From: Peter C. Chapin on 28 May 2010 07:57
Pascal Obry wrote:
> Just curious, why do you feel that you still need to write tests after
> having run successfully the SPARK proof checker?
Despite the proofs testing is still essential. At least that is my view. Here
1. The proofs show that the subprograms obey the annotations that I provide.
However, there is nothing that I'm doing that formally links those
annotations to the actual intended purpose of my code. My code might be
correctly implemented (proved) but perhaps it correctly implements the wrong
thing. I realize there are formal methods that address this issue, but I'm
not using them.
2. The proofs only show that the source code is, in some sense, correct.
However, they say nothing about the correctness of the code generated by the
compiler or about how that code will interact with the operating system or
hardware. Testing isn't as exhaustive as proof but it is a "top to bottom"
method of checking one's code. If a test succeeds, the entire execution stack
worked properly... for that case at least. My code tends to interact with
hardware in a very low level way. What if I misunderstood what I read in the
hardware data sheets? SPARK can't help me with that misunderstanding.
3. Some of what I want to test are "non-functional" requirements such as
execution speed and memory consumption. There are also some usability issues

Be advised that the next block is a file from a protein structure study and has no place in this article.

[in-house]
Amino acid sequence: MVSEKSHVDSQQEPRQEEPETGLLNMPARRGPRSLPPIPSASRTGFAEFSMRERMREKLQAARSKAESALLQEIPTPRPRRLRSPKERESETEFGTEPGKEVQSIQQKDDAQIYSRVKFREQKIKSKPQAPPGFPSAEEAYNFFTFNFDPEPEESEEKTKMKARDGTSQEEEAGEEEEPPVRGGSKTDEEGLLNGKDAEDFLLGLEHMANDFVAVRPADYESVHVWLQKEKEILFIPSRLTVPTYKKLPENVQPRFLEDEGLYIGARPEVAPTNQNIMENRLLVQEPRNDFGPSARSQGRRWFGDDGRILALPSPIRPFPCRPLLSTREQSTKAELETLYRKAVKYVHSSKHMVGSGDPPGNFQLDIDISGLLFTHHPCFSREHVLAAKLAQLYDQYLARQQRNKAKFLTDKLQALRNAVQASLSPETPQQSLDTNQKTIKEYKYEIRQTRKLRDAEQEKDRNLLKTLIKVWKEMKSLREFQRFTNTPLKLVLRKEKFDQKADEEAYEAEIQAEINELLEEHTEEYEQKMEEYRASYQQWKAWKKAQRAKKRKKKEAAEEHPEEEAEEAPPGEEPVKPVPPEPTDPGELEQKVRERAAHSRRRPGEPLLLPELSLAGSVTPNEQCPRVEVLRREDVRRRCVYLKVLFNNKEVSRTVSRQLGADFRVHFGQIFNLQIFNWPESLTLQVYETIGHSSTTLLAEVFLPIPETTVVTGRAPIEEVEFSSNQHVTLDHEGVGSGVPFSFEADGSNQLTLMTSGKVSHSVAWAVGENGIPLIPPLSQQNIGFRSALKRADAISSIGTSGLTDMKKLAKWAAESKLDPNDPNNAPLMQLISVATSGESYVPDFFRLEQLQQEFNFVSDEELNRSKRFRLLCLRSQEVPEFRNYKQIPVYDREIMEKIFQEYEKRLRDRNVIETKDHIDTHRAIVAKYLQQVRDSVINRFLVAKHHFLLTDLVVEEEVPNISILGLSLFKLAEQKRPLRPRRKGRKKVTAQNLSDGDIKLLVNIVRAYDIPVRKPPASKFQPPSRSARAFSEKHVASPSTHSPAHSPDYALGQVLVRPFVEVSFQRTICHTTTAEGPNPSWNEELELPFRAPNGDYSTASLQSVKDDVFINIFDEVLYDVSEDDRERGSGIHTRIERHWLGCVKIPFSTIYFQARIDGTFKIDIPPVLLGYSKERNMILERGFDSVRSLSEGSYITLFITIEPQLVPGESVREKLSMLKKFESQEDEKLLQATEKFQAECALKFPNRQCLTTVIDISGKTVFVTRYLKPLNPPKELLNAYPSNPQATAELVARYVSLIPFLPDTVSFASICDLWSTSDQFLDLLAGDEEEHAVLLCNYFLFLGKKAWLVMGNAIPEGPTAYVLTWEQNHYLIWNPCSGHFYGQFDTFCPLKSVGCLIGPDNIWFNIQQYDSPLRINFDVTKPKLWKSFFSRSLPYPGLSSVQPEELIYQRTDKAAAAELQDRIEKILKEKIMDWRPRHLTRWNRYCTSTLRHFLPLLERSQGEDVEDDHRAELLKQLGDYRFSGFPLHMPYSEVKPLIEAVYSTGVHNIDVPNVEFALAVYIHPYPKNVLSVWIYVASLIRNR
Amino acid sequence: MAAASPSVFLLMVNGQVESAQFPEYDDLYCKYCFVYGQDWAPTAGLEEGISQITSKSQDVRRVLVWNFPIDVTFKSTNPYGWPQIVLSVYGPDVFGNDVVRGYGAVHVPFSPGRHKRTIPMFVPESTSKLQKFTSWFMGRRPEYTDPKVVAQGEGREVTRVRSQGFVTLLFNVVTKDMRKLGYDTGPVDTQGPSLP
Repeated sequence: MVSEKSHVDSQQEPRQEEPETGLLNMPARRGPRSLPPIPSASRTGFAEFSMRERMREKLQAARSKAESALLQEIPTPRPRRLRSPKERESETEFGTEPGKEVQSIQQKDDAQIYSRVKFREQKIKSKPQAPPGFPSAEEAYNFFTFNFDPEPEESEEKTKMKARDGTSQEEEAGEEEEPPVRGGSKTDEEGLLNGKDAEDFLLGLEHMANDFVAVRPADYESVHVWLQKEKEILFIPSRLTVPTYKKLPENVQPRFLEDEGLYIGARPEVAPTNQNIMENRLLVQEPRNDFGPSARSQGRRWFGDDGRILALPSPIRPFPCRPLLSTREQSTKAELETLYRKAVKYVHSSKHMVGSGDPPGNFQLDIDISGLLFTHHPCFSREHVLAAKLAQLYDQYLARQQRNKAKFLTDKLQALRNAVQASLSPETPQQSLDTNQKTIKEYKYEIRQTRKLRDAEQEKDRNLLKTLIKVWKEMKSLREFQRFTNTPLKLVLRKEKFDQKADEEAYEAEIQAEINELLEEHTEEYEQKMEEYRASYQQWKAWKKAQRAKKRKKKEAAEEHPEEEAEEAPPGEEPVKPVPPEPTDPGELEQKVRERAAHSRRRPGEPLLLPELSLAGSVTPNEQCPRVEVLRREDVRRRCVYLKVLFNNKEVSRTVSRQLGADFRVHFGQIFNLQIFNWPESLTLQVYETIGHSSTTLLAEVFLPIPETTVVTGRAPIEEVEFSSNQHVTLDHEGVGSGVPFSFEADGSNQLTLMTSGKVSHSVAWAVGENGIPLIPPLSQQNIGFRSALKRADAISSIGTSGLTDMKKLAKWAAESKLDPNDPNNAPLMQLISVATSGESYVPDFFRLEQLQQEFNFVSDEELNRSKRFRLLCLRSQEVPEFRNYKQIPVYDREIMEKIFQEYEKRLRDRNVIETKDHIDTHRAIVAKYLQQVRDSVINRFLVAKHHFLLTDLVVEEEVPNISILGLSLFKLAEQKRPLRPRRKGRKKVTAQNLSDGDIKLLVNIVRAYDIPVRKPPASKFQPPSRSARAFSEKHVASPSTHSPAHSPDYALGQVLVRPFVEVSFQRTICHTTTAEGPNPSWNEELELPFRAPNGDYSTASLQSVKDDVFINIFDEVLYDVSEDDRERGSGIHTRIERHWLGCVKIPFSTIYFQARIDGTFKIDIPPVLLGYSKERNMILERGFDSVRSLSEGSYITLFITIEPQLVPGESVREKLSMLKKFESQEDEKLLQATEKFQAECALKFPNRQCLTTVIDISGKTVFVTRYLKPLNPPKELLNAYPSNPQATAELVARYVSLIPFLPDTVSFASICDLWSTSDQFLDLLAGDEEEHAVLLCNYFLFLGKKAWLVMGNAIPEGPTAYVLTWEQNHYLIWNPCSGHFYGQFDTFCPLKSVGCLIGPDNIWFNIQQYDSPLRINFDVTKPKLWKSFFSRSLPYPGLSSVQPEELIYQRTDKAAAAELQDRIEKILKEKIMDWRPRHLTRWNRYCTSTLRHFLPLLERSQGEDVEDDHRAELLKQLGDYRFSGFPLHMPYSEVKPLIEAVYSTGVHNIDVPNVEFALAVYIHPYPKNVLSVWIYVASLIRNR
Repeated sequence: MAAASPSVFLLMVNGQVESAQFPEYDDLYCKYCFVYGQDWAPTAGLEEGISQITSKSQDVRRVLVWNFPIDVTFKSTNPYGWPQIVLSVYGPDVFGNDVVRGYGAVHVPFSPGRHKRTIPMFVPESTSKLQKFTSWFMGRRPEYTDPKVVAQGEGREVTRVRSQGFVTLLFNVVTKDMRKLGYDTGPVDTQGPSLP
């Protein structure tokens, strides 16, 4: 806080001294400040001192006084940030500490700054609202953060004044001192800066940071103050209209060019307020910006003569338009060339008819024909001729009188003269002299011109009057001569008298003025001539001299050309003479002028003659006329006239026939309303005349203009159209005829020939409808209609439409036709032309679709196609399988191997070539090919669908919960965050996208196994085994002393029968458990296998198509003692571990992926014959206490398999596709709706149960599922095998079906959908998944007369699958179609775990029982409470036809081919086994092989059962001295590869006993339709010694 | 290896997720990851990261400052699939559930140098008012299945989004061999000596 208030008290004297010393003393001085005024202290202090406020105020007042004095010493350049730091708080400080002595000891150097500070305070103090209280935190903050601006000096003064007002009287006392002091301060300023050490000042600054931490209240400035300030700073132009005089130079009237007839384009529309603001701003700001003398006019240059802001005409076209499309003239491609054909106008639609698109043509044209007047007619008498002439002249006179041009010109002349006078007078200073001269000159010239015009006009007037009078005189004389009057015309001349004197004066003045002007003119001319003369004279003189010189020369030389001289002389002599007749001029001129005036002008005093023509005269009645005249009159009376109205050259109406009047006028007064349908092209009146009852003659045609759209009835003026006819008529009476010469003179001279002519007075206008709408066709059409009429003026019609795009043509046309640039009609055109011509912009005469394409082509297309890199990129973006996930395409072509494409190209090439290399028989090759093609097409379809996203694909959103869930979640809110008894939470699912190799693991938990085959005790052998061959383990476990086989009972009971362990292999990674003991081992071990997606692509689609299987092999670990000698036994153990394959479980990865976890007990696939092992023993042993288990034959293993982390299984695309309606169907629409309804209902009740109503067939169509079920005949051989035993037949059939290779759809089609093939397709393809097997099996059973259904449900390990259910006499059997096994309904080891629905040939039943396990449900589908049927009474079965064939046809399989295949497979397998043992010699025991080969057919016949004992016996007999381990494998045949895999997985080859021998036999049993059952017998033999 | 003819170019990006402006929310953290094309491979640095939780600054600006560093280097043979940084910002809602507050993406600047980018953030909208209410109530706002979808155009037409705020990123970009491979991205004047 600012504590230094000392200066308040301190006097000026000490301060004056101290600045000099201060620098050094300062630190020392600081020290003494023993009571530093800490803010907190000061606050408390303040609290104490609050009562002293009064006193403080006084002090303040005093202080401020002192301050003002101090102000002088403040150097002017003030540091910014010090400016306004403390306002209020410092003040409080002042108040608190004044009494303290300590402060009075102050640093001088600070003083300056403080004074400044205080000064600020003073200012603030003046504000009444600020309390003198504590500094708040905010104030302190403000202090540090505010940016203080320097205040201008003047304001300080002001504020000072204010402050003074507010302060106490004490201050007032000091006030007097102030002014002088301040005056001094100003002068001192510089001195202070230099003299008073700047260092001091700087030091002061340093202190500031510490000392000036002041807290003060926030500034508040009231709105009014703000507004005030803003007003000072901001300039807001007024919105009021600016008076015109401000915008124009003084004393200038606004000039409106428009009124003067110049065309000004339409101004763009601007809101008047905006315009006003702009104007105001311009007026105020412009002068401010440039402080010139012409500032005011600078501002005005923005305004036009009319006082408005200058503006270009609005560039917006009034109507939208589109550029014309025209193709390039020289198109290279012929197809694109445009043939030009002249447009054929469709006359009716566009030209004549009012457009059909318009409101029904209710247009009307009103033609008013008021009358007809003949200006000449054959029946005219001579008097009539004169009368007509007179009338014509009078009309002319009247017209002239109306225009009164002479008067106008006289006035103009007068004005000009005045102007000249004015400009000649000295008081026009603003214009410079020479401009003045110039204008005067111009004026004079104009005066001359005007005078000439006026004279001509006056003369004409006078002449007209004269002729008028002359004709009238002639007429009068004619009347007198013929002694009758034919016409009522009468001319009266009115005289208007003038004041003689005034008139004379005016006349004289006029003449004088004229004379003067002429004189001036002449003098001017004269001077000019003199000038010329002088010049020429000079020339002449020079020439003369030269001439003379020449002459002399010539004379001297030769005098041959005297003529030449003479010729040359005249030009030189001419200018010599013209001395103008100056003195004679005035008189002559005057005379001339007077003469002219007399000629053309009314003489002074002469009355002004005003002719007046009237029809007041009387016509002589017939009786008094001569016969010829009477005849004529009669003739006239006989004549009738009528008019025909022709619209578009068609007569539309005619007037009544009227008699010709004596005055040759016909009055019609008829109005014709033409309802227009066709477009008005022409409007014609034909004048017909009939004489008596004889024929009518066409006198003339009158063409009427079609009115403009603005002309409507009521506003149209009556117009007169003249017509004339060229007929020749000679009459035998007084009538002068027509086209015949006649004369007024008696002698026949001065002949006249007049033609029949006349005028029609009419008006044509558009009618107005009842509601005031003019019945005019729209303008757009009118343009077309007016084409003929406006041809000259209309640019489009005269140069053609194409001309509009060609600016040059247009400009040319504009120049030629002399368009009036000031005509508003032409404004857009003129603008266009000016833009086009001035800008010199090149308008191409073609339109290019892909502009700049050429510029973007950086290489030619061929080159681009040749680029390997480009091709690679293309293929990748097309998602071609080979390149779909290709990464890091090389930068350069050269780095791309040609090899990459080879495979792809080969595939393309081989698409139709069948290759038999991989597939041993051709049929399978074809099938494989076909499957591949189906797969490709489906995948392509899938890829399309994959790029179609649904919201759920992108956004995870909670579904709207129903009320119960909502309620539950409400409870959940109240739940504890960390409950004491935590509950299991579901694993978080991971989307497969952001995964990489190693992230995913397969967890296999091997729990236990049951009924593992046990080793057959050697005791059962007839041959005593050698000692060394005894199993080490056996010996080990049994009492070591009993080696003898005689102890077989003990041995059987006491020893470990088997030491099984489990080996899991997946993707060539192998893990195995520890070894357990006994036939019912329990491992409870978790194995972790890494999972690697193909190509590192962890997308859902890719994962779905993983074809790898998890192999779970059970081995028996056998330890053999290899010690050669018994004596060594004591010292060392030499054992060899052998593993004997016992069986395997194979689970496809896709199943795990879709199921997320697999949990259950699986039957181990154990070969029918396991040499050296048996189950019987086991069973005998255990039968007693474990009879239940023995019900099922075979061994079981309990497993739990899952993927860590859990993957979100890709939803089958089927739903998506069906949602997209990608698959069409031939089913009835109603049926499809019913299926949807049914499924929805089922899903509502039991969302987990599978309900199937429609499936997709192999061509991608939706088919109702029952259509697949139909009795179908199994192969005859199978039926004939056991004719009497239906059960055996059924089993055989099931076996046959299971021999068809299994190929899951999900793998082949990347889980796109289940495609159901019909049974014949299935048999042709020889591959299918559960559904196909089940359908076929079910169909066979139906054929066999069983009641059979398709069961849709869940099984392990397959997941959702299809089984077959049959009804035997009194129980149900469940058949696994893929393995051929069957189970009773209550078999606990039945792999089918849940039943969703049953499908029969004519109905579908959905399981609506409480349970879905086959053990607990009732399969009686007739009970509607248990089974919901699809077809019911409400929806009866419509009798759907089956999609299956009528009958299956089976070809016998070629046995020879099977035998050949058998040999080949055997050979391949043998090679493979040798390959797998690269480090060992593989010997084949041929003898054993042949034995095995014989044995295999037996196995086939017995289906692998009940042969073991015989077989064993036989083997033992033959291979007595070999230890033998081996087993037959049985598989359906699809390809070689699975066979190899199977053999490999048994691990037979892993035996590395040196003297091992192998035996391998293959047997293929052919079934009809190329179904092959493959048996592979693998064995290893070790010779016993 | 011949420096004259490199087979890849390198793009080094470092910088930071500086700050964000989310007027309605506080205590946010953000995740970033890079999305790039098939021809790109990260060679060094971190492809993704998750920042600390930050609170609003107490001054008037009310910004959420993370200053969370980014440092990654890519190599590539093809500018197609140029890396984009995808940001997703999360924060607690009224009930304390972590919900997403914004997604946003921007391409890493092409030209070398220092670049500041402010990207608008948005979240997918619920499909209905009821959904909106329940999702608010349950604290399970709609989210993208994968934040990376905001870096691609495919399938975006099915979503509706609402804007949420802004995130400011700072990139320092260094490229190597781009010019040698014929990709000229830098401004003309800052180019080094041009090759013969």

to consider. It seems like these things are outside SPARK's domain.
4. I might get lazy or run out of time and not complete all the proofs. After
a while testing becomes the easier path. I could believe that the rate of bug
elimination per unit of development time might improve by switching over to
testing before every single VC has been discharged. Of course this will
depend on how experienced one is with the tools (and with testing), so I'm
not sure if this is really true or not.
In summary I've concluded that no matter how nifty it is to prove one's code
using a tool like SPARK, testing remains a necessary step in the production
of quality software. SPARK is great but it has a limited scope of
applicability; there are important things that SPARK has nothing to say
about. So I write test programs.
Recently a collague of mine pointed me to the following article about recent
radiation therapy machine accidents:
He commented that SPARK might have helped to avoid those accidents. Based on
my understanding of the article, I agree that SPARK might have been helpful
to a degree. However, some of the problems that occurred were really related
to poor user interface decisions and poor hospital procedures. I don't see
how SPARK could have helped with that. However, appropriate user testing
might have caught some of the problems.
It seems to me that SPARK is all about building a correct *implementation*,
but it says nothing about the correctness of the design.